After approving the project last year, the City Council is being asked by the developer of a 51-unit affordable housing project to kick in additional funding of up to $4.4 million to make it feasible, bringing the city's costs for the $23 million project to $12.5 million.
The additional subsidy is necessary to help the project compete for a tax credit it was unable to receive last year. That tax credit had been counted on to help fund the project. The project ranked lower last year against projects in San Mateo County and Santa Clara County because its 36-percent city subsidy was not high enough, a city staff report says. This year the project is up against another from Palo Alto which is 57 percent subsidized with city funds, but there may be enough funding for two winners, the report says.
Five votes on the City Council will be required to approve the additional funding in Tuesday's meeting.
Critics of the project, developed by ROEM Corporation, say it is too expensive at $450,000 per unit, but Mayor Jac Siegel and others have touted the project's quality, which will make it undetectable as affordable housing. Meanwhile downtown neighbors have complained that the project would create a slum in their neighborhood and said even during the planning stages that it lowered their property values.
"I would prefer housing policy that creates more affordable housing rather than a few gold-plated units for people who happen to win a housing lottery," said council member John Inks when he voted against the project last year.
In June the council approved the project and a 65-year lease of the city property it would sit on.
City staff also report that, if not budgeted towards a project, a substantial portion of the city's housing funds may be used by the state for other purposes under legislation proposed this year. It is proposed that these "housing set-aside funds" be used for the increased subsidy.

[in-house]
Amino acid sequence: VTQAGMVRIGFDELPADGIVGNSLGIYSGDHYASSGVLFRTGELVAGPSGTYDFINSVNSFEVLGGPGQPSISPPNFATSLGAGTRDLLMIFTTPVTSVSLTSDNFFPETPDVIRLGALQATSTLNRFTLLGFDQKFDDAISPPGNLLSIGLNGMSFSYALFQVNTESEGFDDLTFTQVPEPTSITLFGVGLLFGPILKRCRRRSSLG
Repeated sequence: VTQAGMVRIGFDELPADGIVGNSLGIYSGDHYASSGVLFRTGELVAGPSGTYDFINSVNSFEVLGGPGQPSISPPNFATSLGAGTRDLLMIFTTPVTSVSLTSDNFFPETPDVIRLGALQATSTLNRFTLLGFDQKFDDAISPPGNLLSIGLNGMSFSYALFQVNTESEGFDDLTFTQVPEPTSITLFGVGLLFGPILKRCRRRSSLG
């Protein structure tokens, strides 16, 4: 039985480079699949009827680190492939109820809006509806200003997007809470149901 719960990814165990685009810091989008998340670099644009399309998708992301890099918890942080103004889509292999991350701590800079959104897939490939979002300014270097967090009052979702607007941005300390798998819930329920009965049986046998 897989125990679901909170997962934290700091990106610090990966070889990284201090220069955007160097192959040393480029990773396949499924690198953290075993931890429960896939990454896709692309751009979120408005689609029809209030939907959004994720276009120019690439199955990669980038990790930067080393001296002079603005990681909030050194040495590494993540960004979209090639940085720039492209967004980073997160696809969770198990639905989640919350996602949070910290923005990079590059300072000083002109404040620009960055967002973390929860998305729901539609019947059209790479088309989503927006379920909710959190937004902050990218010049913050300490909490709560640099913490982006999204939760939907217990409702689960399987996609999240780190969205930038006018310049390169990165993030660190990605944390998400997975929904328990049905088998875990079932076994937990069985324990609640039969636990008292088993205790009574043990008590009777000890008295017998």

The project's units will be divided equally among three groups, those who make 30 percent, 40 percent and 50 percent of the area median income, which is $96,000 a year for a family of four.¬†Applicants who qualify are chosen in a lottery.
Depending on a family's income level and the size of apartment needed, rents will range from $563 to $1,600 for one-, two- or three-bedroom apartments, saving residents from $215 to $1,157 compared to a market-rate apartment of the same size.¬†
The funds would come from the substantial housing funds that the city has accumulated, now totaling $25.6 million, with $8.85 million budgeted. Council members have complained over the years that the city has not been able to effectively spend that money for affordable housing, which has led the city to make $12 million of it available in a new "Notice of Funding Availability" process to encourage affordable housing developers to come forward and make use of it.